Display of ancient Italian culture opens tomorrow
More than 200 valuable artifacts from Etruscan civilisation will be on display at the Hong Kong Museum of Art from tomorrow (June 9) to September 10.
"The World of the Etruscans" features a selection of fascinating pieces including terracotta statuettes, pottery items, canopic urns, stone sculptures, sarcophagi, bronze ware and jewellery, offering a comprehensive picture of the different periods and features of the mysterious Etruscan civilisation of 2,000 years ago.
The exhibition, a highlight of the Year of Italy in China, is organised by the Superintendence for the Archeological Heritage of Tuscany, Florence, the Tuscan Regional Department for Culture and the Centre Promotion and Services, Arezzo in cooperation with the Italian Ministry of Foreign Affairs and the Consulate General of Italy in Hong Kong. The exhibition in Hong Kong is presented by the Leisure and Cultural Services Department with the Support of the Fondazione Monte dei Paschi di Siena. The scientific project is directed by the Director of the National Archeological Museum of Florence, Dr Giuseppina Carlotta Cianferoni, and the lenders are Superintendence for the Archeological Heritage of Tuscany, Florence, National Archeological Museum of Florence, National Archeological Museum of Siena, Archeological Museum "Guarnacci" of Volterra.
The exhibition was opened today (June 8). Officiating guests included the Director of Leisure and Cultural Services, Ms Anissa Wong Sean-yee, the Consul-General of Italy in Hong Kong, Ms Gabriella Meneghello, the Tuscan Regional Minister for Culture, Professor Mariella Zoppi, and Dr Cianferoni.
Speaking at the opening ceremony, the Director of Leisure and Cultural Services, Ms Anissa Wong Sean-yee, said the exhibition provided insights into the rich civilisation of the Etruscans and its significant impact upon the ancient Romans and Mediterranean civilisations. Excelling in many aspects, the Etruscans had diversified political and religious systems and were renowned for their sophisticated arts and craft.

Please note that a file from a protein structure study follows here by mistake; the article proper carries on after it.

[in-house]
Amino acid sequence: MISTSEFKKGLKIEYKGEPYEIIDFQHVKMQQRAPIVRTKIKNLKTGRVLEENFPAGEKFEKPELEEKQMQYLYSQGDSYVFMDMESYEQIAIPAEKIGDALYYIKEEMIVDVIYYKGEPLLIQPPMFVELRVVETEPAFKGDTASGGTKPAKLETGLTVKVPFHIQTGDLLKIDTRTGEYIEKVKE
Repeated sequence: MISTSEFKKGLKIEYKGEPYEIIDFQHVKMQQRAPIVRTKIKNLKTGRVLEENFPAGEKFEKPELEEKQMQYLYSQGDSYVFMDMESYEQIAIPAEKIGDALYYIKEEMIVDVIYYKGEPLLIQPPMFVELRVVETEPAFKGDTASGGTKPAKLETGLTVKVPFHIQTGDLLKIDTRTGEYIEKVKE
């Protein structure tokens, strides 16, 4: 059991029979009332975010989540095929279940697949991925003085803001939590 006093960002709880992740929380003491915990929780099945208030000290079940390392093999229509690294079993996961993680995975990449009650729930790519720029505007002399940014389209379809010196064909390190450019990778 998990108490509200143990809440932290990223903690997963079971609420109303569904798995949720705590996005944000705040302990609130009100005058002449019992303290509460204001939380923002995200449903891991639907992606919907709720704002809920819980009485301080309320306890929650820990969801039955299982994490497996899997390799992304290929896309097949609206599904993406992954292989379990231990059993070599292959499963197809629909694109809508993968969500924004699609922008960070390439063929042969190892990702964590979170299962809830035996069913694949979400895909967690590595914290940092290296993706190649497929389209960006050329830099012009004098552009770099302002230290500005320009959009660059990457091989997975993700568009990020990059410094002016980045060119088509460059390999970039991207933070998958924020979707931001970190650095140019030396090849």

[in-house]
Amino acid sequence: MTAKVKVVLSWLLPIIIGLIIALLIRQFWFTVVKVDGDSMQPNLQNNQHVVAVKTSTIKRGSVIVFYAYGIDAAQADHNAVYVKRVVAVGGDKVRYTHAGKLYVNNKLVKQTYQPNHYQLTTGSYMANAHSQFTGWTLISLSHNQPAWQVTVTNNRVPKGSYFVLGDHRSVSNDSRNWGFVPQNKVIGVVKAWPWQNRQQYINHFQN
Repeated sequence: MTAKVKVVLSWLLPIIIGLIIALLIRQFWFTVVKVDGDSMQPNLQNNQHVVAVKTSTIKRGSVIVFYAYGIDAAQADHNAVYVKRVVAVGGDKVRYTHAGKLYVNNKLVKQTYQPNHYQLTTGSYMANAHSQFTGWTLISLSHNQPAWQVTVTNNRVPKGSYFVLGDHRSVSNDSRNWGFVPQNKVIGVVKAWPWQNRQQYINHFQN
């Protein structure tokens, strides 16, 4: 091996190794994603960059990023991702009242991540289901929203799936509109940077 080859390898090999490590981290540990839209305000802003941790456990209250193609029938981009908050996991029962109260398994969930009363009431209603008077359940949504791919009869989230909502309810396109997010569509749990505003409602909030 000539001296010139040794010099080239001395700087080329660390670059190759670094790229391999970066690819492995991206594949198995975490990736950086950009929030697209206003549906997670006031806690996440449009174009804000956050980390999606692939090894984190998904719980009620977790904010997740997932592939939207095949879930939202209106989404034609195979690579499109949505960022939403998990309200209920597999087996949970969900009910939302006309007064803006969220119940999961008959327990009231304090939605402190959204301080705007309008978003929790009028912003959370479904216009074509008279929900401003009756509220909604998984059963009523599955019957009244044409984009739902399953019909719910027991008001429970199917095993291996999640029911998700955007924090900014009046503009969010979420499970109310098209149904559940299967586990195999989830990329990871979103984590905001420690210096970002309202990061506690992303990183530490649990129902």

Ms Wong said it was the first time that such a major exhibition of ancient Italian art had been presented in Hong Kong. "The exhibition not only contributes to the promotion and understanding of the heritage of ancient Italy, but also offers a comprehensive showcase of Etruscan civilisation to the people of Hong Kong," she said.
Well before the Roman civilisation took shape, the Etruscan civilisation had been active in central Italy, the region known today as Tuscany. The advanced culture of the Etruscans prevailed in the Mediterranean from the 9th century BC until its complete assimilation into the Roman Empire in the 1st century. It was, as historians generally agreed, the Etruscans who paved the way for the great Roman civilisation.
Etruria stretched across the Tyrrhenian Sea, Arno River and Tiber River region in central Italy. The Etruscans benefited from well-developed agriculture and the huge forest resources of the region, but it was sea trade that accounted for their rise. The Etruscans had been engaged in trade with the coastal cities of Asia Minor for a very long time. This contact with a more advanced civilisation of the Greek world brought about a prevalence of goods, such as precious gold jewellery, silver ware, bronze vessels, ivory, faience jars and ceramics. These daily and luxury items were either imported from the Near East or Greece, or produced domestically in specialised workshops that worked in the Greek or Attic style. These foreign workshops exerted a remarkable influence in all local crafts from ceramics to wall painting and architectural terracotta.